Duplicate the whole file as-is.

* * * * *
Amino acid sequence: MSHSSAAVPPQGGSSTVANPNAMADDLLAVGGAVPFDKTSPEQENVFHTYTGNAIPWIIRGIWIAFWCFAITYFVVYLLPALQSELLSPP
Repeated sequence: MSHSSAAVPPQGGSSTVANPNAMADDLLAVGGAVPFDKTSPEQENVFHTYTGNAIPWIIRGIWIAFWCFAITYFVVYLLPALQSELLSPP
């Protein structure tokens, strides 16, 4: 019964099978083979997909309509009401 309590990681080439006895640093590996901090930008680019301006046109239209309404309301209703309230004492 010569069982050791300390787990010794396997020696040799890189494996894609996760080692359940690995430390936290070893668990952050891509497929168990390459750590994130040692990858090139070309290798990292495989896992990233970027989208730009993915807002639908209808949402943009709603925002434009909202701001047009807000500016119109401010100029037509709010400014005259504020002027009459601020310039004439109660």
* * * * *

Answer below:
Amino acid sequence: MSHSSAAVPPQGGSSTVANPNAMADDLLAVGGAVPFDKTSPEQENVFHTYTGNAIPWIIRGIWIAFWCFAITYFVVYLLPALQSELLSPP
Repeated sequence: MSHSSAAVPPQGGSSTVANPNAMADDLLAVGGAVPFDKTSPEQENVFHTYTGNAIPWIIRGIWIAFWCFAITYFVVYLLPALQSELLSPP
């Protein structure tokens, strides 16, 4: 019964099978083979997909309509009401 309590990681080439006895640093590996901090930008680019301006046109239209309404309301209703309230004492 010569069982050791300390787990010794396997020696040799890189494996894609996760080692359940690995430390936290070893668990952050891509497929168990390459750590994130040692990858090139070309290798990292495989896992990233970027989208730009993915807002639908209808949402943009709603925002434009909202701001047009807000500016119109401010100029037509709010400014005259504020002027009459601020310039004439109660």